Wednesday, April 8, 2009

Agency considers five approaches to bring back uptick rule, but prefers one

There will be a 60-day public comment period...

SEC favors this: allowing short sales only after a potential buyer bids at least a penny more than the company's stock price. This bid test is different than the original uptick rule because it would allow a short sale after a higher bid rather than a higher sale price. For technological and implementation reasons, the SEC staff indicated that it favored this approach over reinstating the old uptick regulation.

Other proposals are "circuit breaker tests," limiting short selling for the duration of one trading day once certain triggers were met. One provision would ban short selling outright in a particular security if there were a 10% decline in its stock price. The ban would be in place for the remainder of the day.  One would reinstate the uptick rule for a particular security, for the duration of one trading day, if there is a 10% decline in its stock price. With another approach, a stock that experiences a 10% price decline would have a bid-test uptick rule that would only allow a short sale at a price that is above the highest available bid.

It's about time.  Where's the option for "all of the above"?

Posted by Perry Rod, at 3:45 PM

Wednesday, December 24, 2008

People Who Support The Reinstatement Of The Uptick Rule...

On August 27, 2007, the New York Times published an article on Muriel Siebert, former state banking superintendent of New York, "Wall Street veteran and financial sage", and, in 1967, the first woman to become a member of the New York Stock Exchange. In this article she expressed severe concerns about market volatility: “We’ve never seen volatility like this. We’re watching history being made.” Siebert pointed to the uptick rule, saying, “The S.E.C. took away the short-sale rule and when the markets were falling, institutional investors just pounded stocks because they didn’t need an uptick." [6]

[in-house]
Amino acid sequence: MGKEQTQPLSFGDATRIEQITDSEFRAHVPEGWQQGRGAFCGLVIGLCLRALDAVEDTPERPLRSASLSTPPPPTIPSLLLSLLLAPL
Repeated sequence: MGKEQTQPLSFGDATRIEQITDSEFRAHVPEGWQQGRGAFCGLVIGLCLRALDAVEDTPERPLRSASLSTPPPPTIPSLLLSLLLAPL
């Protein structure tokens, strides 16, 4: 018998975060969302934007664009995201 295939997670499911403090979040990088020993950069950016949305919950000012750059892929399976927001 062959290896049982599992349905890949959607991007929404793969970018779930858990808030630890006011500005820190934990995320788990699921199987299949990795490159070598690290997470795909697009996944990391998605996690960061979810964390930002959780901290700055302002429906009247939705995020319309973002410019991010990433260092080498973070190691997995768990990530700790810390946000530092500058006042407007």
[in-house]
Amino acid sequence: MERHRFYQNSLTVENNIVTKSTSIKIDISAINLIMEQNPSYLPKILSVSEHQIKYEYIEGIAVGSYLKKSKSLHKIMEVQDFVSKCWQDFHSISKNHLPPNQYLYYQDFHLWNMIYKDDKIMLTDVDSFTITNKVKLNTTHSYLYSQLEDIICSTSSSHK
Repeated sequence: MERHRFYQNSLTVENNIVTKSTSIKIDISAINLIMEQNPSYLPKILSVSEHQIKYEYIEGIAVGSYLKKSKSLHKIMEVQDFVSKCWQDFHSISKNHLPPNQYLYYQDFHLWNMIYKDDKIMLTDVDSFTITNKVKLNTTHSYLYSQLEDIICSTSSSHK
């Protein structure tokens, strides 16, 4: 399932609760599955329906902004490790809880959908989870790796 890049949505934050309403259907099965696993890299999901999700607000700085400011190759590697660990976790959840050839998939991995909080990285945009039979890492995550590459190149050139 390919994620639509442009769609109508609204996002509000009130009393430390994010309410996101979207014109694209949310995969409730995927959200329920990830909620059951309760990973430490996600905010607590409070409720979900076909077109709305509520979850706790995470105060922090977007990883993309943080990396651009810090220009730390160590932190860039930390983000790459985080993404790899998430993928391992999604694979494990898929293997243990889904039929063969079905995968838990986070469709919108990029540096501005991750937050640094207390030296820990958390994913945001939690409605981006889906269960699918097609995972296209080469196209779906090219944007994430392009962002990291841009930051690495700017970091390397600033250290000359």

On the March 20, 2008 episode of Mad Money, Jim Cramer launched his campaign to reinstate the uptick rule. Citing the wild swings of the market since its elimination, Cramer said that the SEC eliminated the rule during a bull market, when liquidity was not a problem. Cramer believes that, without the uptick rule in place, short sellers are devaluing perfectly solid stocks.[7] On the Friday 22, 2008 episode, Jim Cramer further underscored the true scale of the absence of the uptick rule, exclaiming that Obama must "reinstate [the uptick rule], a rule put in place to prevent a repeat of the great crash."

On July 3, 2008 Wachtell, Lipton, Rosen & Katz, an adviser on mergers and acquisitions, said short-selling was at record levels and asked the SEC to take urgent action and reinstate the 70-year-old uptick rule.[8] On November 20, 2008, they renewed their call stating "Decisive action cannot await ... a new S.E.C. Chairman. ... There is no tomorrow. The failure to reinstate the Uptick Rule is not acceptable." [9]

On July 16, 2008, Congressman Gary Ackerman...

Congresswoman Carolyn Maloney and...

Congressman Mike Capuano introduced H.R. 6517, "A bill to require the Securities and Exchange Commission to reinstate the uptick rule on short sales of securities."[10]

On September 18, 2008, Republican presidential candidate and Senator John McCain said that the SEC allowed short-selling to turn "our markets into a casino." Sen. McCain criticized the SEC and its Chairman for eliminating the uptick rule.[11]

On November 18, 2008, the Wall Street Journal published an Op Ed by Robert Pozen and Yaneer Bar-Yam describing an analysis of the difference between regulated and unregulated stocks during the SEC pilot program. By using an analysis they claimed to be more comprehensive than the SEC's original study, they showed that unregulated stocks have lower returns, with a difference that is both statistically and economically significant. They also reported that twice as many stocks had greater than 40% drops in corresponding 12 month periods before and after the repeal.[14] [15]

On October 17, 2008, the New York Stock Exchange reported a survey with 85% of its members being in favor of reinstating the uptick rule with the dominant reason to "help instill market confidence".[13]

Source: Wikipedia

Posted by Perry Rod, at 1:25 PM

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